The Government is being forced to examine its own laws on housing in a week when it was supposed to take a major step forward in its housing plans.
The announcement that the Government will examine how to level the playing field between huge institutional investors and regular people comes just 24 hours after the Affordable Housing Bill was signed off by Cabinet.
On Sunday, therevealed that one of those investors – Round Hill Capital – had purchased 135 of 170 homes at the Mullen Park estate in the Kildare town of Maynooth at a projected cost of about €54m. The purchase has caused widespread anger among many who feel that home ownership is becoming harder to achieve.
Sinn Féin President Mary Lou McDonald TD has called on the Taoiseach to end the tax sweetheart deals that facilitate wealthy investment funds in “gobbling up” housing at the expense of ordinary people trying to buy a home@MaryLouMcDonald https://t.co/araMXYBlmL pic.twitter.com/z1tgio4D6i— Sinn Féin (@sinnfeinireland) May 5, 2021
At the heart of the issue is a lack of perceived fairness. The homes in Maynooth were available for upwards of €400,000, already outside many people's budget.
But when Round Hill, with a war chest of over €1bn, enters the market, the playing field becomes substantially slanted.
Round Hill is what is commonly called a REIT – a Real Estate Investment Trust – which were made legal in Ireland in 2013 under legislation brought by then finance minister Michael Noonan.
Though his successor Paschal Donohoe has moved to close certain loopholes, and undertook major moves in Budget 2020, they still retain advantages when it comes to the purchase of new-build property, specifically tax breaks and their massive resources.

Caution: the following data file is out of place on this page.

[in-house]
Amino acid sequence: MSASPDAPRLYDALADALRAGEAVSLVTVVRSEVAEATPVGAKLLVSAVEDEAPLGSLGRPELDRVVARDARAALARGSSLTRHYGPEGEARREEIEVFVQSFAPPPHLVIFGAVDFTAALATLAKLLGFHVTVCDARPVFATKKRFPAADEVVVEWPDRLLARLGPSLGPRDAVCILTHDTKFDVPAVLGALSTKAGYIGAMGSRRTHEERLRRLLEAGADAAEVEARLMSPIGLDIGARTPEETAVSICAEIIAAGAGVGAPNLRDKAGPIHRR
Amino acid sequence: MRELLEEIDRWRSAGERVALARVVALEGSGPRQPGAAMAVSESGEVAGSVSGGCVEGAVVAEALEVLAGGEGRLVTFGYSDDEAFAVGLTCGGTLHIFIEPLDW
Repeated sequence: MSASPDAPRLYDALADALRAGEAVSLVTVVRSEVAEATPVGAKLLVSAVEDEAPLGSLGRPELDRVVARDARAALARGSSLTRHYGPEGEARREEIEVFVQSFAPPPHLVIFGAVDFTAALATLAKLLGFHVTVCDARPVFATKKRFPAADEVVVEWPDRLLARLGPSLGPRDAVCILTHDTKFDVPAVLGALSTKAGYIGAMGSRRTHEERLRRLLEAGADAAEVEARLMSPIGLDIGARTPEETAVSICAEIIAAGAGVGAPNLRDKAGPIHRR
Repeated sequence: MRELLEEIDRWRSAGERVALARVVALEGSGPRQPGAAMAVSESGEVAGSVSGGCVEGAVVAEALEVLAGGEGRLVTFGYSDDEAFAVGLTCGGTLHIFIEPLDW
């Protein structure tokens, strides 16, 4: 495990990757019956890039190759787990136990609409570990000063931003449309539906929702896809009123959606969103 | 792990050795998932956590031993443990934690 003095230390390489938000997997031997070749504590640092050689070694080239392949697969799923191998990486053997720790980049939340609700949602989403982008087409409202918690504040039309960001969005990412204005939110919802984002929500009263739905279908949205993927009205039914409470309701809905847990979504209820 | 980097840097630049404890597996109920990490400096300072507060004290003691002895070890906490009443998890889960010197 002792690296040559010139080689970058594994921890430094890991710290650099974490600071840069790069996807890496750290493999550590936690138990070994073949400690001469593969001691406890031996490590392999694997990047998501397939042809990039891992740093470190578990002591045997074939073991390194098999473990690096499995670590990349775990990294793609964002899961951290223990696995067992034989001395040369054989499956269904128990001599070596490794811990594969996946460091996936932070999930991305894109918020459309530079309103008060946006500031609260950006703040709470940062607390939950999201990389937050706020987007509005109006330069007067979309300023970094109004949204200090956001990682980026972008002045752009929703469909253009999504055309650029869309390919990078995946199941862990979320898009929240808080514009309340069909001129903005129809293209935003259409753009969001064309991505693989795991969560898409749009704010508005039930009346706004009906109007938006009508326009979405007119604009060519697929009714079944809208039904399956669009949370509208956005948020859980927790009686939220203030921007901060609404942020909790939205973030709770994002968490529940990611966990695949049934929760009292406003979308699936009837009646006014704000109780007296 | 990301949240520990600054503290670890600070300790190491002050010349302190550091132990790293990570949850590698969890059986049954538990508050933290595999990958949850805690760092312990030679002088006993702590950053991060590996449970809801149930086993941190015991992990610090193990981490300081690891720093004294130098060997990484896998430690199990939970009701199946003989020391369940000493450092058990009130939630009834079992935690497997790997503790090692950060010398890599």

While Housing Minister Darragh O'Brien says investment is needed and welcome in the overall housing market, he has questioned the "proportion" of that investment, with the opposition saying Maynooth is just the tip of the iceberg.
Round Hill also recently acquired 297 apartments in Northwood in North Dublin and 112 family homes in Hollystown, Dublin 15.
Given the public outcry about this case, the Government has pledged action, with the Taoiseach and Housing Minister saying the steps available to the Government will be examined. A spokesperson for Mr Donohoe said the issue has been discussed and that the system around IREFs and REITs has changed over the years.
"Minister O’Brien and Minister Donohoe have discussed this issue. Significant changes in the taxation of IREFs and REITs have already occurred. The minister and his officials are examining this issue further. It is critical that measures continue to be followed that increase the supply of housing."
But many of these purchases are made well in advance, so the full impact of any changes made through legislation, likely in the Planning and Development Bill later this year, will not be felt for two to three years.
So Wrong.— Mick Caul (@caulmick) May 5, 2021
Families signed up with an estate agent to express an interest in purchasing a home in Mullen Park estate in Maynooth in Co Kildare only to be told that Round Hill Capital would be buying it up - @CathMurphyTD #LQs #Dail
Full contribution 👇https://t.co/XZmFK9ew7m pic.twitter.com/LgTVllrLkG
The introduction into the Irish marketplace in 2013 of REITs was supposed to stimulate housing supply by ensuring developers had wealthy customers who were guaranteed to purchase homes they built.
But many of these REITs charge rents well in excess of mortgages for similar properties and no steps have been taken to make long-term rentals more viable, meaning Irish people still prefer to buy their homes for the most part.
In a week when the Government praised and asserted that goal as noble, it now has to ensure that it is not one only available if you've got a spare billion.